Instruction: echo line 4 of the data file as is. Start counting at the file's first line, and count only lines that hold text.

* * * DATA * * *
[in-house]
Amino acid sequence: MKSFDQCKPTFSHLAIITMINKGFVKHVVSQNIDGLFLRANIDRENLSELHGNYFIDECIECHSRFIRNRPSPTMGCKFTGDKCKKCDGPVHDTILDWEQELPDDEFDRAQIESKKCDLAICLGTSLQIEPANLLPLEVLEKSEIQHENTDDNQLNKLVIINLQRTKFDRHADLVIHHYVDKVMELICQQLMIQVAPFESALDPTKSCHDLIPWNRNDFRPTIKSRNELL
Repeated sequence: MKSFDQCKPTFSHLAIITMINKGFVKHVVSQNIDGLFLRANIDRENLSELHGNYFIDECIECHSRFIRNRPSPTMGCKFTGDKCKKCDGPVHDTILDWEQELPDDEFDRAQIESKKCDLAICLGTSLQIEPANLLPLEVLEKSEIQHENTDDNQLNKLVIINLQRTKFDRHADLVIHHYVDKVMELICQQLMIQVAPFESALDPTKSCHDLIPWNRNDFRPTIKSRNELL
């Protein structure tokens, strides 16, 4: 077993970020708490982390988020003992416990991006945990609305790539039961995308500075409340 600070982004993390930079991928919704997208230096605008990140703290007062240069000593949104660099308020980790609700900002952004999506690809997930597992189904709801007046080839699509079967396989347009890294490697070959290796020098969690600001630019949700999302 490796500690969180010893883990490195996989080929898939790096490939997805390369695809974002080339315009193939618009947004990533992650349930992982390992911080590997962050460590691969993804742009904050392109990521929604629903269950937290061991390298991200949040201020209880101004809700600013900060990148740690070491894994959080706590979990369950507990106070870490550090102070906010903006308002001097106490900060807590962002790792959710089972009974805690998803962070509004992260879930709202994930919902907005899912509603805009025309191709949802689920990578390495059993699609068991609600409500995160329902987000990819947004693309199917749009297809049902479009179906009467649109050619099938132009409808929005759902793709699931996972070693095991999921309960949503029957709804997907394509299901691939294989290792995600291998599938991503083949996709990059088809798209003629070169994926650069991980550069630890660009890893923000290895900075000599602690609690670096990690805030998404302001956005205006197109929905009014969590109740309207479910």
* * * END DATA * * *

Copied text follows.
């Protein structure tokens, strides 16, 4: 077993970020708490982390988020003992416990991006945990609305790539039961995308500075409340 600070982004993390930079991928919704997208230096605008990140703290007062240069000593949104660099308020980790609700900002952004999506690809997930597992189904709801007046080839699509079967396989347009890294490697070959290796020098969690600001630019949700999302 490796500690969180010893883990490195996989080929898939790096490939997805390369695809974002080339315009193939618009947004990533992650349930992982390992911080590997962050460590691969993804742009904050392109990521929604629903269950937290061991390298991200949040201020209880101004809700600013900060990148740690070491894994959080706590979990369950507990106070870490550090102070906010903006308002001097106490900060807590962002790792959710089972009974805690998803962070509004992260879930709202994930919902907005899912509603805009025309191709949802689920990578390495059993699609068991609600409500995160329902987000990819947004693309199917749009297809049902479009179906009467649109050619099938132009409808929005759902793709699931996972070693095991999921309960949503029957709804997907394509299901691939294989290792995600291998599938991503083949996709990059088809798209003629070169994926650069991980550069630890660009890893923000290895900075000599602690609690670096990690805030998404302001956005205006197109929905009014969590109740309207479910």